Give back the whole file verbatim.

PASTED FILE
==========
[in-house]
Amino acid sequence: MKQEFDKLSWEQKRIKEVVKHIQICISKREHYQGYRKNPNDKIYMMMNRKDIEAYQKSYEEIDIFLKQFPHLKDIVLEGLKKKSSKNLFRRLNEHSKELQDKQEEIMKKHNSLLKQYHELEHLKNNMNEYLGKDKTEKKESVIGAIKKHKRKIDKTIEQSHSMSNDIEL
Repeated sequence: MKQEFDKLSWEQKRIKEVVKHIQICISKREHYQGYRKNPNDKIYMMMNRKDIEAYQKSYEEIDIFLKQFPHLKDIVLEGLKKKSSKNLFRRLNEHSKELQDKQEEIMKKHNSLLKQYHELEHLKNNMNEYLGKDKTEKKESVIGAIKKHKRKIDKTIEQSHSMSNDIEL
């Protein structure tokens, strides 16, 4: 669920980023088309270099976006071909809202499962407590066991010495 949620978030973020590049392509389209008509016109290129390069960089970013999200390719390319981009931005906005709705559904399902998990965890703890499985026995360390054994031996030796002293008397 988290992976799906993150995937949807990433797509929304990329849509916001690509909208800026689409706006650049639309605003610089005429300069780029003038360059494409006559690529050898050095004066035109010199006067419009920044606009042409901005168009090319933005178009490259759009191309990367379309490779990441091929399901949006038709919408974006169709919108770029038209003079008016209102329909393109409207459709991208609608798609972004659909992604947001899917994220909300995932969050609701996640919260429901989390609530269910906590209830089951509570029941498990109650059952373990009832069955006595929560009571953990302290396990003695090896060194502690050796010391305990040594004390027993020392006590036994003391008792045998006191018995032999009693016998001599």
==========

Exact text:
[in-house]
Amino acid sequence: MKQEFDKLSWEQKRIKEVVKHIQICISKREHYQGYRKNPNDKIYMMMNRKDIEAYQKSYEEIDIFLKQFPHLKDIVLEGLKKKSSKNLFRRLNEHSKELQDKQEEIMKKHNSLLKQYHELEHLKNNMNEYLGKDKTEKKESVIGAIKKHKRKIDKTIEQSHSMSNDIEL
Repeated sequence: MKQEFDKLSWEQKRIKEVVKHIQICISKREHYQGYRKNPNDKIYMMMNRKDIEAYQKSYEEIDIFLKQFPHLKDIVLEGLKKKSSKNLFRRLNEHSKELQDKQEEIMKKHNSLLKQYHELEHLKNNMNEYLGKDKTEKKESVIGAIKKHKRKIDKTIEQSHSMSNDIEL
């Protein structure tokens, strides 16, 4: 669920980023088309270099976006071909809202499962407590066991010495 949620978030973020590049392509389209008509016109290129390069960089970013999200390719390319981009931005906005709705559904399902998990965890703890499985026995360390054994031996030796002293008397 988290992976799906993150995937949807990433797509929304990329849509916001690509909208800026689409706006650049639309605003610089005429300069780029003038360059494409006559690529050898050095004066035109010199006067419009920044606009042409901005168009090319933005178009490259759009191309990367379309490779990441091929399901949006038709919408974006169709919108770029038209003079008016209102329909393109409207459709991208609608798609972004659909992604947001899917994220909300995932969050609701996640919260429901989390609530269910906590209830089951509570029941498990109650059952373990009832069955006595929560009571953990302290396990003695090896060194502690050796010391305990040594004390027993020392006590036994003391008792045998006191018995032999009693016998001599």